The Indian economy is likely to witness a "slow but sustainable" recovery and is expected to clock a GDP growth of 7.5 per cent this fiscal, a Morgan Stanley report says.
The Indian economy is likely to witness a “slow but sustainable” recovery and is expected to clock a GDP growth of 7.5 per cent this fiscal, a Morgan Stanley report says.
According to the global financial services major, the revival will be driven by a pick-up in capex (more public than private), urban consumption and normalisation in exports.
“We expect GDP growth (new series, on market prices) to accelerate gradually to 7.5 per cent in financial year 2016 and 8.1 per cent in fiscal year 2017,” Morgan Stanley said in a research note.
On prices, the report said inflation is expected to remain below 5 per cent over the two years.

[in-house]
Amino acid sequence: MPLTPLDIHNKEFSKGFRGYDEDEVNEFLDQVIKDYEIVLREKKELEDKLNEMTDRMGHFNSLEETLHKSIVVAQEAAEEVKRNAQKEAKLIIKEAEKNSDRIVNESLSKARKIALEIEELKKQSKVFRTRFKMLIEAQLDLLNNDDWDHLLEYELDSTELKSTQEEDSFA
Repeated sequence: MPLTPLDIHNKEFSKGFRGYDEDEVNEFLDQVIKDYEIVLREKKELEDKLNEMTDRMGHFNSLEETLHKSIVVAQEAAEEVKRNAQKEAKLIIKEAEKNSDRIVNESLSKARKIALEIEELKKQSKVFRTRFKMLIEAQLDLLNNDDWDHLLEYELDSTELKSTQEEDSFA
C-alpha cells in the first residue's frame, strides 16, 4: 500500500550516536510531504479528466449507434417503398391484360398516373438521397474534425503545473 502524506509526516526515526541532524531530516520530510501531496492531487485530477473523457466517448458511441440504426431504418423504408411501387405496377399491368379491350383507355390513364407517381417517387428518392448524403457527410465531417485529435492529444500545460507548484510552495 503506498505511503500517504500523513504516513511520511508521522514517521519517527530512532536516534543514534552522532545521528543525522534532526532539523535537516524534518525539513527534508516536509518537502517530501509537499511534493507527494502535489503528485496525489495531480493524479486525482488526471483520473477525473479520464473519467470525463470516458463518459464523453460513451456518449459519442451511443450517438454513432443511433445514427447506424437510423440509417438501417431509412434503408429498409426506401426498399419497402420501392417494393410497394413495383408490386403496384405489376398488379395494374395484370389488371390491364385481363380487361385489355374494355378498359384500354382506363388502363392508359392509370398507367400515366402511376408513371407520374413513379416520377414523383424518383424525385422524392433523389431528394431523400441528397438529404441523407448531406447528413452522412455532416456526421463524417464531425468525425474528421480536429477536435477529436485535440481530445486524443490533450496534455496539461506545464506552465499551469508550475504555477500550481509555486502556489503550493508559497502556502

The global brokerage firm said, “We expect a slightly slower pick-up in growth trajectory, given the trailing weakness from external demand and concerns about agriculture growth, with related impact on rural consumption.”
According to Morgan Stanley, the government’s policy actions and RBI’s monetary policy response have led to improvement in macro stability India is decidedly moving out of the macro adjustment phase and into the recovery phase.
However, this would be a “longer-duration expansion cycle for India with low risks of overheating in the next two years, considering the overall policy approach of the government and RBI”.
The report noted that the upside and downside risks to the forecast will be influenced by two key variables — pace of policy actions to revive productivity dynamics and improve the growth mix and strength of external demand recovery and trend in capital inflows into emerging markets.
“We currently see risks to our growth outlook as evenly balanced,” it added.
Meanwhile, according to the government’s mid-year review, India is expected to grow by 7-7.5 per cent in 2015-16, slower than the previous estimate of 8.1-8.5 per cent, as weak exports, a sluggish farm sector and subdued private investment weighed on faster expansion.